The Difference Door-Knocking Can Make

A dispatch from the get-out-the-vote trail in Reno, Nevada.

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Taking shelter from the crisp wind blowing down from the Sierra Nevada Mountains, a steady stream of volunteers headed straight for the free coffee in the union hall at the Plumbers and Pipefitters Local 525 building in Reno, Nev. last Saturday. It was 8:30 a.m., and we had eight hours of pavement pounding and door knocking ahead of us. Our goal: to get people out to the polls for early voting.

By 10 o’clock, nearly 400 volunteers had filled the union hall. We represented the Sierra Club, Planned Parenthood, the National Association of Social Workers, the Service Employees International Union, America Votes, and America Coming Together. Some of us were young, working on our first presidential election campaign. Others were grizzled political veterans, with cars bedecked with bumper stickers from elections past, each with his or her pet issues and political passions. We’d come together, as thousands are doing across the country, to get out the vote.

As we found out four years ago, every vote really does count. That’s why I felt so empowered after realizing that I’d really made a difference to one particular voter.

Saturday and Sunday I went door to door, reminding folks that the polls were already open (in Nevada, early voting runs between Oct. 16 and 29) and that they could avoid long election-day lines and cast their ballot early. Many of the people I talked with had Kerry-Edwards signs in their lawns or bumper stickers on their cars. Most said of course they were going to vote this year.

With a list of registered voters in hand, I walked from house to house with a partner, knocking on doors. Late in the morning, we stepped up to a door hoping to talk with a 30-something Latina woman. A young boy answered the door and said his mom wasn’t home. Then a man came and stood behind the boy, looking at us with a kind, but blank look. My partner told the boy we were volunteers encouraging people to vote. He said he knew his mom was planning to vote early, before Nov. 2, at the library. The man asked the boy something in Spanish.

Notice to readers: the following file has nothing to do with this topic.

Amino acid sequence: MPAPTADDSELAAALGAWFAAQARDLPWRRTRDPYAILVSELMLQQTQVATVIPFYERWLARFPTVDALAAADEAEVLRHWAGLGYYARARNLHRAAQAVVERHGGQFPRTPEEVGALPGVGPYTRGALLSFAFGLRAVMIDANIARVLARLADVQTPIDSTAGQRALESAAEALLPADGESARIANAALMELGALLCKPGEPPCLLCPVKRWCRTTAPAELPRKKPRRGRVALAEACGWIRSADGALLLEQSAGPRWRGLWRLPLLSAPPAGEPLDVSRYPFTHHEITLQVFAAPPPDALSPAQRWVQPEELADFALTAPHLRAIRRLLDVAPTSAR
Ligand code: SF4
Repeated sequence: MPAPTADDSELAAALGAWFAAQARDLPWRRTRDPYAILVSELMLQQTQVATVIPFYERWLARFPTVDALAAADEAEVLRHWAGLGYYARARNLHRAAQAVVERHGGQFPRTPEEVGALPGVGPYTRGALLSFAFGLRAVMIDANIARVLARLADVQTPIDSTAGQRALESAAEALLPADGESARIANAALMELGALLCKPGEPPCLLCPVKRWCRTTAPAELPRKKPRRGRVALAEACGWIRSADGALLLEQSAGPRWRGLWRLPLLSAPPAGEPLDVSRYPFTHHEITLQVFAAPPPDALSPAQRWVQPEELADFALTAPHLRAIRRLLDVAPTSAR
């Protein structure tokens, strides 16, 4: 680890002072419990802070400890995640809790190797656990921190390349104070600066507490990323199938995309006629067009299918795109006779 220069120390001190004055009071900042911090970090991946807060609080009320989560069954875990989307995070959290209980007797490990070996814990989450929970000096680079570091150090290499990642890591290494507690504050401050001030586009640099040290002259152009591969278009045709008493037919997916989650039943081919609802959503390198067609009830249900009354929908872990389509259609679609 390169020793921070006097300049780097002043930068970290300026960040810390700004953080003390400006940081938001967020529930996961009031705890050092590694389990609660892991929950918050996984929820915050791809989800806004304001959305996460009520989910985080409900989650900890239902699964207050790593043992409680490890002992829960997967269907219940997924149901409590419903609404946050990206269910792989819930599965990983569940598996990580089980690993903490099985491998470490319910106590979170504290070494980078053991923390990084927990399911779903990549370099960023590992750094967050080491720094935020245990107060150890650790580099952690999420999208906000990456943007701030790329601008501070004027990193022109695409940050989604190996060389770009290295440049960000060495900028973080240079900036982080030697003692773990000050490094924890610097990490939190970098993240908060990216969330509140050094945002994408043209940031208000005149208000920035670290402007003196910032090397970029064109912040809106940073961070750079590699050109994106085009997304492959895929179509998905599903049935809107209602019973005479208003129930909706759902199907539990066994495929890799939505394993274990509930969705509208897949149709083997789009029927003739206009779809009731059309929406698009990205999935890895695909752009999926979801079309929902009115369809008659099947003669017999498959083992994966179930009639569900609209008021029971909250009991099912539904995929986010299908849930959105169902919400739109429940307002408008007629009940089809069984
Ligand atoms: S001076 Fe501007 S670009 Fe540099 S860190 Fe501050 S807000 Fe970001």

“Can my dad vote?” the boy asked us.
Employing ten years of Spanish study, I jumped in. I asked the boy’s father if he was a citizen.
I asked him if he was registered to vote.
He’d registered before, but hadn’t re-registered this year.
Well, did you move? I asked.
“No,” he said, pulling out his wallet. He showed me his voter registration card.
There it was, valid.
“Si,” I said. Of course you can vote.
He was excited. I told him the polls were already open and would remain open until Nov. 2. I showed him the schedule and he said he’d go Monday.
With effort, my partner said, “Partido Democratico?”
“Si,” he answered. “Yes, for what’s his name—John Kerry.”

For another four hours, I knocked on doors. I talked with at least 60 people, most of them enthusiastically telling me they were going to vote for John Kerry. But when we pulled into the Plumbers and Pipefitters’ parking lot at the end of the day, it was that one Latino man that I remembered.

One of the Reno organizers, Morgan Gay, said several volunteers have told him similar stories. Gay, who works as an organizer with SEIU when it’s not election season, said of this election, “Many of them felt for the first time really invested.”

And by the looks of Nevada’s early voting numbers, it seems that investment is paying off. Although most national polls say Bush is likely to easily carry the state’s five electoral votes, the numbers in so far show a tighter race. In Reno’s Washoe County, 43 percent of the registered voters identify as Republicans and just 35 percent as Democrats. But of the 17,635 Washoe residents who had voted as of Tuesday night, Republicans outvoted Democrats by a mere 63 votes. By the end of the day Monday, Democrats had outvoted Republicans statewide by nearly 3,000 votes. So far, 230,360 people have cast their ballots in Nevada’s early voting.

After last weekend, I know door-knocking makes a difference. I know that at least one person in Washoe County, Nevada, who otherwise wouldn’t have was now going to cast a vote.


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